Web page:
Yield and quality tests for solar modules
The PHOTON bronze, silver and gold standard
Conventional standards and certificates offer only a small amount of information about the properties of a solar module. The more you find out about a module beyond this basic information, the cheaper solar power is to produce. That is because the more precisely a plant operator can estimate the expected electricity yield of a module type, the lower the investment risk will be. This reduces the cost of capital (not only for larger projects, but ultimately also for private investments).
PHOTON has therefore started testing solar modules back in 2004. From now on, these tests will be supplemented by a new test program.
The widespread IEC certificate, for which practically every solar module today is eligible, has little significance. The requirements specified by IEC 61215 for crystalline solar modules are so low that they do not constitute a serious hurdle for a module manufacturer. Another shortcoming is the lack of practical relevance: The various stress tests used to produce signs of aging are carried out on different models of the module type to be tested - in reality, however, each module is exposed to all stress factors, such as UV radiation, temperature cycles or humidity. In addition, new findings from research are only included in the certification process after an extended period of time. A current example is the degradation of PERC modules.
PHOTON has therefore developed three test cycles that provide information on product quality, service life and yield.
Both the rapid test and the endurance test were developed in cooperation with the PI Photovoltaik-Institut Berlin, and are also carried out there. PI Berlin operates an IEC 17025 certified test laboratory for solar modules.
The tests also allow for the current state of research and are kept as practical as possible. For example, a single module is exposed to all three primary stresses occurring during operation. The fact that several specimens of one type are still required for the test is due to the fact that there are also destructive tests, and that the electrical properties – especially the vulnerability to the known degradation mechanisms – can best be examined on a module that has not been subject to stress.
The grading system of PHOTON’s module tests
PHOTON rapid test (bronze standard)
This test allows a fast, but at the same time meaningful assessment of the module quality. It reveals product defects and gives an outlook on the expected decline in performance due to degradation effects. It is comparatively inexpensive and takes only four to six weeks (depending on the module type). The result is a score that buyers can use as a guide.
PHOTON lifetime test (silver standard)
The lifetime test lasts about ten months and is based on the rapid test. It allows an even better estimation of the expected operating time. The basic idea is that all strains occurring in practice are carried out over and over again on the same module until a decrease in performance is shown. The later this happens, the longer a module will last in real operation.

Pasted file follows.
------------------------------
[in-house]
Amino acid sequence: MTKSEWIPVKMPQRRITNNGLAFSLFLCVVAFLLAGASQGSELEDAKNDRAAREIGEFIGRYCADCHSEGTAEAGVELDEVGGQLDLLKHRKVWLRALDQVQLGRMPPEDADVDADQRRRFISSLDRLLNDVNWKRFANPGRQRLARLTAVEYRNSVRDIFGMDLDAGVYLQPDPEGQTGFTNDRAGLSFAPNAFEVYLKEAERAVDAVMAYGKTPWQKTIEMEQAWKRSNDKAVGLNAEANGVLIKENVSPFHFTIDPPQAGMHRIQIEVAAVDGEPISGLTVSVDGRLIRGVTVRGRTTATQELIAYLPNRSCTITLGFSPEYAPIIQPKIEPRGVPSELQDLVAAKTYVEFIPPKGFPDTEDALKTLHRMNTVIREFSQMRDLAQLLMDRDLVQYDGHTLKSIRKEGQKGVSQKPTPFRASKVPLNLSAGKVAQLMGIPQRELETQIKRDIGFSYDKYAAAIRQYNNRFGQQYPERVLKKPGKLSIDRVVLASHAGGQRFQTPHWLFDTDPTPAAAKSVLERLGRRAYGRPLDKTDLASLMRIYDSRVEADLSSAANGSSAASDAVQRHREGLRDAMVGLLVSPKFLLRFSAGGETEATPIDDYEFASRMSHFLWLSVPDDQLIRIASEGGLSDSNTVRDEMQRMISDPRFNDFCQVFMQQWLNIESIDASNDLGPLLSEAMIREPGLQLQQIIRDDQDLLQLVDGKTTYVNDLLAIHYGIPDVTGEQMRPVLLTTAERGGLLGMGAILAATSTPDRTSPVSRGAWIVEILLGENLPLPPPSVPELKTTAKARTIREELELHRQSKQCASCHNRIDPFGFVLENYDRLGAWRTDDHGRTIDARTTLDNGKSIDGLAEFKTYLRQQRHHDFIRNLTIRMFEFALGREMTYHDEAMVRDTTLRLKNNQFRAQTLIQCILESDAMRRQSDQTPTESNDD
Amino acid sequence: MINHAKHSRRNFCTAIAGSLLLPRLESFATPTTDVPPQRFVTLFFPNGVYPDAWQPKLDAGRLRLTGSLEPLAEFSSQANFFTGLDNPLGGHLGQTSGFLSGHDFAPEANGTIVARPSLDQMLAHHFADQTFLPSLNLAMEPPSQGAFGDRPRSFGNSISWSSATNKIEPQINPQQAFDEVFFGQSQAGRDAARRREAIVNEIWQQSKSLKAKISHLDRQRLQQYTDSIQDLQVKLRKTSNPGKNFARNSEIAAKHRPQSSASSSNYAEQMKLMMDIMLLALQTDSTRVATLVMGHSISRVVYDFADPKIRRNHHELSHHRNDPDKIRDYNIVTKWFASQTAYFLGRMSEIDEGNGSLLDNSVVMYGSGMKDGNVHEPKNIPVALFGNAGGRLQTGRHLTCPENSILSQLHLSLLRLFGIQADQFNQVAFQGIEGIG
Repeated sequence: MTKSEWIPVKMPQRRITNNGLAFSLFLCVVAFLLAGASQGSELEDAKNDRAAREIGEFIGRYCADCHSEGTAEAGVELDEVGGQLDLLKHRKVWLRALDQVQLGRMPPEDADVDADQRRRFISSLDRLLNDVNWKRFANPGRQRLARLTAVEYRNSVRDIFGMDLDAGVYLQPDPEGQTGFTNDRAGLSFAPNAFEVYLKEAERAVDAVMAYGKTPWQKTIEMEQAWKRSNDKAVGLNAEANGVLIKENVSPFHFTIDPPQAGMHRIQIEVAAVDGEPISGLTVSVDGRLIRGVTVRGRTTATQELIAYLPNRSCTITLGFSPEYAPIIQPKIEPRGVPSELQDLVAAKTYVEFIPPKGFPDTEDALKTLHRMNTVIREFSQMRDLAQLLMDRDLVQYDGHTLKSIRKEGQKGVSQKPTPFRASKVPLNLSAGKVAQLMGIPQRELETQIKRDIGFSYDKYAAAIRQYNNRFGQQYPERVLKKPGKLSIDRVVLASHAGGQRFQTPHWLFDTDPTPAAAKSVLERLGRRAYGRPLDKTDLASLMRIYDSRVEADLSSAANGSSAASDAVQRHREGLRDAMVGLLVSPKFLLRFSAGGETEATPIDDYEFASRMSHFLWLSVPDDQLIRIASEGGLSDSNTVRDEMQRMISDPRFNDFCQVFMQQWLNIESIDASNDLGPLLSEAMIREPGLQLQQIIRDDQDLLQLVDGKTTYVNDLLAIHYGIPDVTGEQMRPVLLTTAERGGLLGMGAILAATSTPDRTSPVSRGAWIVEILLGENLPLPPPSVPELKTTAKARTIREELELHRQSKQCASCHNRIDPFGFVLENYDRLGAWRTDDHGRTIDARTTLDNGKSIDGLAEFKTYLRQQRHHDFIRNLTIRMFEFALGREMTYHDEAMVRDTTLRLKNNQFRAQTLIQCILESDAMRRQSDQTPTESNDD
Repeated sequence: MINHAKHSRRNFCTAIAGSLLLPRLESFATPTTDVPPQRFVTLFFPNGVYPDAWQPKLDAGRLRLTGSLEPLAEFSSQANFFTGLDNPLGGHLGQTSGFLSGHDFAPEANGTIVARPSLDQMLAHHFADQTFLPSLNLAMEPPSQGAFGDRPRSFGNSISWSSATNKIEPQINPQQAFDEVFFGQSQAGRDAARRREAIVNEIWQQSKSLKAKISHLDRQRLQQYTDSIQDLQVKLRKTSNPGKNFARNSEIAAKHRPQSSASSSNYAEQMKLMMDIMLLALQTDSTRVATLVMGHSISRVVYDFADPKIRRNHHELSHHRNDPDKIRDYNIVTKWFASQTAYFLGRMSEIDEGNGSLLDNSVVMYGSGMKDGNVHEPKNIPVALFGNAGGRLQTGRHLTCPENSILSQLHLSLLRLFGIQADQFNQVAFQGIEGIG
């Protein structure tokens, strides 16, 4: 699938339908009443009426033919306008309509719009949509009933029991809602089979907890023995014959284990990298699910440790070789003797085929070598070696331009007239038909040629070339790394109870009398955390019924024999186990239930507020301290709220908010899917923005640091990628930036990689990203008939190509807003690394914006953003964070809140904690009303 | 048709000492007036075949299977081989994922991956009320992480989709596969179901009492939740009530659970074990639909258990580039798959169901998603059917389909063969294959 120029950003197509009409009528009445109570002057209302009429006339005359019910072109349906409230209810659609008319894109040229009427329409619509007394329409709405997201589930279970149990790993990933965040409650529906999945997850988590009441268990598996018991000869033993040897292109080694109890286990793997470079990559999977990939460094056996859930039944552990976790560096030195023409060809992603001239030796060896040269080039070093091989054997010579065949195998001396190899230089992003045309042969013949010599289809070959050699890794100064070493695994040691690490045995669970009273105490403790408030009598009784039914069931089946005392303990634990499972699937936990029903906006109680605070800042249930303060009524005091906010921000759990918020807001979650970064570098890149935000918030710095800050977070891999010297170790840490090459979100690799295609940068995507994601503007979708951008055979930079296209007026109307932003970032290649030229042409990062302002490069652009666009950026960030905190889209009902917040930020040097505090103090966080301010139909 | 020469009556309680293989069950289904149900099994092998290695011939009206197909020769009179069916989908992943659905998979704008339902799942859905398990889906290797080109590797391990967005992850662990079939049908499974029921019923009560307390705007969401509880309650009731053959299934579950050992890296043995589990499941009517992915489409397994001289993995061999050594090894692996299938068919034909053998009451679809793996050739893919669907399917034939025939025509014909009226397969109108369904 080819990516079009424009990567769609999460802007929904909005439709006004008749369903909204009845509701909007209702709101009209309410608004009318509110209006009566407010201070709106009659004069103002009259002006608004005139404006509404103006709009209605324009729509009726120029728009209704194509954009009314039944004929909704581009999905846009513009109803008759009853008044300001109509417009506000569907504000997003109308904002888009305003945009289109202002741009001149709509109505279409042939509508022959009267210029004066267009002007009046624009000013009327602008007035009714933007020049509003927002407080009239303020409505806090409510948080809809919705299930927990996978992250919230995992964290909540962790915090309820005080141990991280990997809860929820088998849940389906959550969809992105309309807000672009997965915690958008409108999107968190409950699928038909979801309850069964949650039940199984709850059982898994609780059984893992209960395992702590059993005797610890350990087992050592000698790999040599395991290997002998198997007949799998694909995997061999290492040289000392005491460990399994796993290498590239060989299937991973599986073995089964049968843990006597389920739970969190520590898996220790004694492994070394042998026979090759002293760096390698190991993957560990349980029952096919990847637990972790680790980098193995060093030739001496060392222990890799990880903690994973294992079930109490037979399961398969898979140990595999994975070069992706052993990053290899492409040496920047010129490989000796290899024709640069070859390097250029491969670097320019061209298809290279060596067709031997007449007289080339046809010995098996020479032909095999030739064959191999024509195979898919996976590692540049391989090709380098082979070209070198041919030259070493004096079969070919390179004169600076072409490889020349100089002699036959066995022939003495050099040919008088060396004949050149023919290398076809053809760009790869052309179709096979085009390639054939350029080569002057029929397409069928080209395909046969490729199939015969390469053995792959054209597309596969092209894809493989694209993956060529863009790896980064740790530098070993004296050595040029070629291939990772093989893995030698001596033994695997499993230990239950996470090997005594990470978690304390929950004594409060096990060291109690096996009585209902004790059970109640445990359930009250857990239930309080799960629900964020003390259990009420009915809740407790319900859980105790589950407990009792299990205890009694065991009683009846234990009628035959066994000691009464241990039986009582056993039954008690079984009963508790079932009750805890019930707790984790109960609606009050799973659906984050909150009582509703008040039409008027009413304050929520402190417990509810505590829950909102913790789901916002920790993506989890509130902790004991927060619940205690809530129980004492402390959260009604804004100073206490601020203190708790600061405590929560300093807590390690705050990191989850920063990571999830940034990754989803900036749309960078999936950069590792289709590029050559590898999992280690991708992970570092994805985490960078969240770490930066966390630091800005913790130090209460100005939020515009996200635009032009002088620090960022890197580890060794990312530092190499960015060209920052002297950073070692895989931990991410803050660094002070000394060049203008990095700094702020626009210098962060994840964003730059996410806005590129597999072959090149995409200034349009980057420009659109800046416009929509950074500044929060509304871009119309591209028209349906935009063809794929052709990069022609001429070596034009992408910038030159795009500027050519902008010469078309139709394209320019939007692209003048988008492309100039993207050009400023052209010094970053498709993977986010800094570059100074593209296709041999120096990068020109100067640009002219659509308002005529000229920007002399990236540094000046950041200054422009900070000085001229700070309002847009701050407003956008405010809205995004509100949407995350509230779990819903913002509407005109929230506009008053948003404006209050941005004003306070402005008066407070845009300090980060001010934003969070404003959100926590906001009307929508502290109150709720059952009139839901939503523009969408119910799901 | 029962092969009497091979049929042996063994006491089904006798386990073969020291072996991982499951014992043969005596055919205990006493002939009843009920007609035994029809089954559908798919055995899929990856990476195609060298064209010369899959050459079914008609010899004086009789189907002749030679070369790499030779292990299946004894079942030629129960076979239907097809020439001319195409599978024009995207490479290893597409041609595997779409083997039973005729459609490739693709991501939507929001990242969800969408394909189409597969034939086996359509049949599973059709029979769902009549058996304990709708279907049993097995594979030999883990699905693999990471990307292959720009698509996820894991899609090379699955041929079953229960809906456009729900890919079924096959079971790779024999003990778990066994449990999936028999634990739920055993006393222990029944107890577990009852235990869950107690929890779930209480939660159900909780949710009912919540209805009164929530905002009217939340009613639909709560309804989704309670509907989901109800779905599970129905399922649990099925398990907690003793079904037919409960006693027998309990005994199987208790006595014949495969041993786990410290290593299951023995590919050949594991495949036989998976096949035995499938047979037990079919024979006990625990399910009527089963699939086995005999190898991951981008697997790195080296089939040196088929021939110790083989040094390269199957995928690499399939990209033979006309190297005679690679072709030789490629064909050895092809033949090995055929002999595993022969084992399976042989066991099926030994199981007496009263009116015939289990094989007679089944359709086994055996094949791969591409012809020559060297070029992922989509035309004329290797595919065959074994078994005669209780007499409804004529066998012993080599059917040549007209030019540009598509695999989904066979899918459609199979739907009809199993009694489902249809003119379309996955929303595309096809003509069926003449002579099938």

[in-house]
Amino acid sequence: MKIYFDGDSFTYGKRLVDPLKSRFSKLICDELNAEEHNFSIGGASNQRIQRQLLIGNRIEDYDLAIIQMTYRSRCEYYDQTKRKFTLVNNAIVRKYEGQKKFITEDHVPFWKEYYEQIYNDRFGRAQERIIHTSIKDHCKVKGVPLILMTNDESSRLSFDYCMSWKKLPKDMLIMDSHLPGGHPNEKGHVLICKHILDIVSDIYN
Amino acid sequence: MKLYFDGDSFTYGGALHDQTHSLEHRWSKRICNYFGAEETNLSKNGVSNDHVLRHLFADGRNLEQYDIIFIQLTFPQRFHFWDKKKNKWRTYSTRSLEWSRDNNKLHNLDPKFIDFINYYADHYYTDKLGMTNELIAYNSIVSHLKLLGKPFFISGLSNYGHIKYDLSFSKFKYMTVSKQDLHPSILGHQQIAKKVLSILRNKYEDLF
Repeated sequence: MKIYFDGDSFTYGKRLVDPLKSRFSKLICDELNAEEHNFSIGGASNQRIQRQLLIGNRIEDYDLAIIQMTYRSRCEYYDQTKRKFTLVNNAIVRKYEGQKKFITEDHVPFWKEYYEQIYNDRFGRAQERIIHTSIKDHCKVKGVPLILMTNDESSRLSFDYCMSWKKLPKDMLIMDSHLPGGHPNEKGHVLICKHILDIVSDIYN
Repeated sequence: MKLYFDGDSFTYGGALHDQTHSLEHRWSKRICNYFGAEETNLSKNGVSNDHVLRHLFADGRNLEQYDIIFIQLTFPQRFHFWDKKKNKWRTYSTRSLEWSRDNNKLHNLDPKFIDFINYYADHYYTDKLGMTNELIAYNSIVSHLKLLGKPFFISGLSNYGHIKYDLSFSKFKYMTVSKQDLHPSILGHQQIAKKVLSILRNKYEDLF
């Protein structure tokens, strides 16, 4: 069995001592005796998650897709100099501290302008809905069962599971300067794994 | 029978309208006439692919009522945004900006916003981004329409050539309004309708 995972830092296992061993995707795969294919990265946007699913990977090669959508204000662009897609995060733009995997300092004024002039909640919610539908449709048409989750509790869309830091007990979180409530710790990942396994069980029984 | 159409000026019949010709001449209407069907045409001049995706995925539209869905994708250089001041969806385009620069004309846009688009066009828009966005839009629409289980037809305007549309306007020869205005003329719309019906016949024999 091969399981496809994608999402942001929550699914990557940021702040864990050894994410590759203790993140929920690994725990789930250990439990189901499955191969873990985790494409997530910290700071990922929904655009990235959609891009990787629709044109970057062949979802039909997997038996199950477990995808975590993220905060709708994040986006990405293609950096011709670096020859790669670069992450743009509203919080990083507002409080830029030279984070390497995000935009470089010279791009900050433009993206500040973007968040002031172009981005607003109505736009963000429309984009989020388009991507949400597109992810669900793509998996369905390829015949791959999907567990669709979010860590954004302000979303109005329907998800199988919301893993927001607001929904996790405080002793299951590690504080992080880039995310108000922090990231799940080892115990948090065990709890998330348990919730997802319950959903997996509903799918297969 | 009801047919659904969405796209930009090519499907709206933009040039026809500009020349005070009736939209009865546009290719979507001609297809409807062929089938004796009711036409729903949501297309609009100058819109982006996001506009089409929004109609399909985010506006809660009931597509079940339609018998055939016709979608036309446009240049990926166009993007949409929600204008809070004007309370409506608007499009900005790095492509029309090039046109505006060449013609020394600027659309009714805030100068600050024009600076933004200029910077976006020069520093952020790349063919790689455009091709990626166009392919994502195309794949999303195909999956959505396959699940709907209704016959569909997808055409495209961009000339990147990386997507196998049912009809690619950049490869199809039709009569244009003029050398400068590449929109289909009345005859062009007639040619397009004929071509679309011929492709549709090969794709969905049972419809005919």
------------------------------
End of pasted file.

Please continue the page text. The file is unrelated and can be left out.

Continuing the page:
The result is a logo with a statement about the lifespan and the grade of the quick test. We currently differentiate between »short«, »medium« and »long« in terms of service life. With increasing experience, this will be indicated in years with reference to a particular climate zone.
PHOTON yield measurement (gold standard)
The PHOTON laboratory began measuring the yield of solar modules already in 2004. The test series quickly became the world's largest of its kind. In the meantime, results are available for around 200 different module types for the period up to June 2015. The measurements have been paused in 2016 and 2017, but are to be resumed in 2018. The result is a logo with the performance ratio, i. e. the indication of how well the solar radiation has been converted into electricity, as well as information on a module’s placement in the entire test field, both for the last test year in each case. The yield measurement can be carried out independently of quick test and lifetime test. A result is available after one calendar year.
If the yield test is carried out in addition to the quick test and service life test, this combination allows the best possible assessment of a solar module. The PHOTON »Gold-Standard« logo is available for this purpose.
In addition to the detailed logos with information about the grading, endurance and yield, there is a reduced logo for publication on data sheets or other places where space is very limited. This logo merely conveys the information that a manufacturer is participating in the PHOTON module test. The test results can then be retrieved via the QR code.
We will be happy to answer any questions you may have regarding PHOTON module tests.
Oliver B. Ashrafi